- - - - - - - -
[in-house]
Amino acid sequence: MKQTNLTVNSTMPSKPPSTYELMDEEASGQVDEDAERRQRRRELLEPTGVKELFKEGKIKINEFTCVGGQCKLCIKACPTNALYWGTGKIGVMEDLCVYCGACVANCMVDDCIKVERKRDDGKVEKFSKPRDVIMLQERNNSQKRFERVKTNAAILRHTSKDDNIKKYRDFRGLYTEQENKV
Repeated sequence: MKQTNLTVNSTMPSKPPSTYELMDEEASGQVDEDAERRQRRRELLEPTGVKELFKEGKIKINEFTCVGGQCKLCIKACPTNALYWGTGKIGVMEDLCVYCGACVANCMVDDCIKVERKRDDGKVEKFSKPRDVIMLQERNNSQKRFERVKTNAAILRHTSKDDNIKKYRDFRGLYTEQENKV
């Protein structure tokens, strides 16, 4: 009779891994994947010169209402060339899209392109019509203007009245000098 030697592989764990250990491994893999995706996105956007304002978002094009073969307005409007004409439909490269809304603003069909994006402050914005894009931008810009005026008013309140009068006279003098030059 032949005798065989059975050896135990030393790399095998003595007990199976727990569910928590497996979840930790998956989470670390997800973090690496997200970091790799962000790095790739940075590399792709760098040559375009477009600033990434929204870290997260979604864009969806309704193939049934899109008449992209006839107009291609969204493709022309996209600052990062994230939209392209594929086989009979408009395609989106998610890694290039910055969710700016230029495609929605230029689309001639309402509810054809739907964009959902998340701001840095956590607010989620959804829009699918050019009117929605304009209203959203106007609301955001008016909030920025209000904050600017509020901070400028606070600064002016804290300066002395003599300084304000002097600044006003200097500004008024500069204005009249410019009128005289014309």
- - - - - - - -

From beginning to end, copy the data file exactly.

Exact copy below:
[in-house]
Amino acid sequence: MKQTNLTVNSTMPSKPPSTYELMDEEASGQVDEDAERRQRRRELLEPTGVKELFKEGKIKINEFTCVGGQCKLCIKACPTNALYWGTGKIGVMEDLCVYCGACVANCMVDDCIKVERKRDDGKVEKFSKPRDVIMLQERNNSQKRFERVKTNAAILRHTSKDDNIKKYRDFRGLYTEQENKV
Repeated sequence: MKQTNLTVNSTMPSKPPSTYELMDEEASGQVDEDAERRQRRRELLEPTGVKELFKEGKIKINEFTCVGGQCKLCIKACPTNALYWGTGKIGVMEDLCVYCGACVANCMVDDCIKVERKRDDGKVEKFSKPRDVIMLQERNNSQKRFERVKTNAAILRHTSKDDNIKKYRDFRGLYTEQENKV
């Protein structure tokens, strides 16, 4: 009779891994994947010169209402060339899209392109019509203007009245000098 030697592989764990250990491994893999995706996105956007304002978002094009073969307005409007004409439909490269809304603003069909994006402050914005894009931008810009005026008013309140009068006279003098030059 032949005798065989059975050896135990030393790399095998003595007990199976727990569910928590497996979840930790998956989470670390997800973090690496997200970091790799962000790095790739940075590399792709760098040559375009477009600033990434929204870290997260979604864009969806309704193939049934899109008449992209006839107009291609969204493709022309996209600052990062994230939209392209594929086989009979408009395609989106998610890694290039910055969710700016230029495609929605230029689309001639309402509810054809739907964009959902998340701001840095956590607010989620959804829009699918050019009117929605304009209203959203106007609301955001008016909030920025209000904050600017509020901070400028606070600064002016804290300066002395003599300084304000002097600044006003200097500004008024500069204005009249410019009128005289014309």